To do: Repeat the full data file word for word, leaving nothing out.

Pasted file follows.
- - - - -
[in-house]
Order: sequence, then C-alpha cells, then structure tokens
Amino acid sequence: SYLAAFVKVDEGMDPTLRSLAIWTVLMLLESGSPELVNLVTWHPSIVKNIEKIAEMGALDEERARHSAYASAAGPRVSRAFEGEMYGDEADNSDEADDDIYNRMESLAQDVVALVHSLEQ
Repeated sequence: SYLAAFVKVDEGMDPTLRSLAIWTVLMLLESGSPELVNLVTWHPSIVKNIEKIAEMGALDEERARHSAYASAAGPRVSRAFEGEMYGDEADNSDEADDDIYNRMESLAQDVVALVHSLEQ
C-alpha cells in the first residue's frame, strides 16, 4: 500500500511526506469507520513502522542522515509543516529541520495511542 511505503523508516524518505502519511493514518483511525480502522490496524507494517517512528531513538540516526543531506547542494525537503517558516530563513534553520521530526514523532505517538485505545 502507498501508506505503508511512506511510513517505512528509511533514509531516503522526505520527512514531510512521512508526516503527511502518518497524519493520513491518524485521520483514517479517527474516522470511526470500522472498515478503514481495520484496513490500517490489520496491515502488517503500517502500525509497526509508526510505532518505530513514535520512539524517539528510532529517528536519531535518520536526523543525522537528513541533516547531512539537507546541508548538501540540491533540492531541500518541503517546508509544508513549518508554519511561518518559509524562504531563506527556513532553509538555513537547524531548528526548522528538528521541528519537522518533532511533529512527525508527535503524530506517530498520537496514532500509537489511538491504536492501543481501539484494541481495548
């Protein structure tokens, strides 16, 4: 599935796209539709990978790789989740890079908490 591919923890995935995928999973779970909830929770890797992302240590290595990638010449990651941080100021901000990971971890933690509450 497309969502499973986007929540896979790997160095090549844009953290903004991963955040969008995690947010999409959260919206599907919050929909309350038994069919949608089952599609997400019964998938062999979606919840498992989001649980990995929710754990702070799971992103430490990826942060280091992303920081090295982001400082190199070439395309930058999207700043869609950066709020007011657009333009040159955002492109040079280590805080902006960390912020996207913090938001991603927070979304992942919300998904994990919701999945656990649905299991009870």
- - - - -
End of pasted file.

[in-house]
Order: sequence, then C-alpha cells, then structure tokens
Amino acid sequence: SYLAAFVKVDEGMDPTLRSLAIWTVLMLLESGSPELVNLVTWHPSIVKNIEKIAEMGALDEERARHSAYASAAGPRVSRAFEGEMYGDEADNSDEADDDIYNRMESLAQDVVALVHSLEQ
Repeated sequence: SYLAAFVKVDEGMDPTLRSLAIWTVLMLLESGSPELVNLVTWHPSIVKNIEKIAEMGALDEERARHSAYASAAGPRVSRAFEGEMYGDEADNSDEADDDIYNRMESLAQDVVALVHSLEQ
C-alpha cells in the first residue's frame, strides 16, 4: 500500500511526506469507520513502522542522515509543516529541520495511542 511505503523508516524518505502519511493514518483511525480502522490496524507494517517512528531513538540516526543531506547542494525537503517558516530563513534553520521530526514523532505517538485505545 502507498501508506505503508511512506511510513517505512528509511533514509531516503522526505520527512514531510512521512508526516503527511502518518497524519493520513491518524485521520483514517479517527474516522470511526470500522472498515478503514481495520484496513490500517490489520496491515502488517503500517502500525509497526509508526510505532518505530513514535520512539524517539528510532529517528536519531535518520536526523543525522537528513541533516547531512539537507546541508548538501540540491533540492531541500518541503517546508509544508513549518508554519511561518518559509524562504531563506527556513532553509538555513537547524531548528526548522528538528521541528519537522518533532511533529512527525508527535503524530506517530498520537496514532500509537489511538491504536492501543481501539484494541481495548
């Protein structure tokens, strides 16, 4: 599935796209539709990978790789989740890079908490 591919923890995935995928999973779970909830929770890797992302240590290595990638010449990651941080100021901000990971971890933690509450 497309969502499973986007929540896979790997160095090549844009953290903004991963955040969008995690947010999409959260919206599907919050929909309350038994069919949608089952599609997400019964998938062999979606919840498992989001649980990995929710754990702070799971992103430490990826942060280091992303920081090295982001400082190199070439395309930058999207700043869609950066709020007011657009333009040159955002492109040079280590805080902006960390912020996207913090938001991603927070979304992942919300998904994990919701999945656990649905299991009870």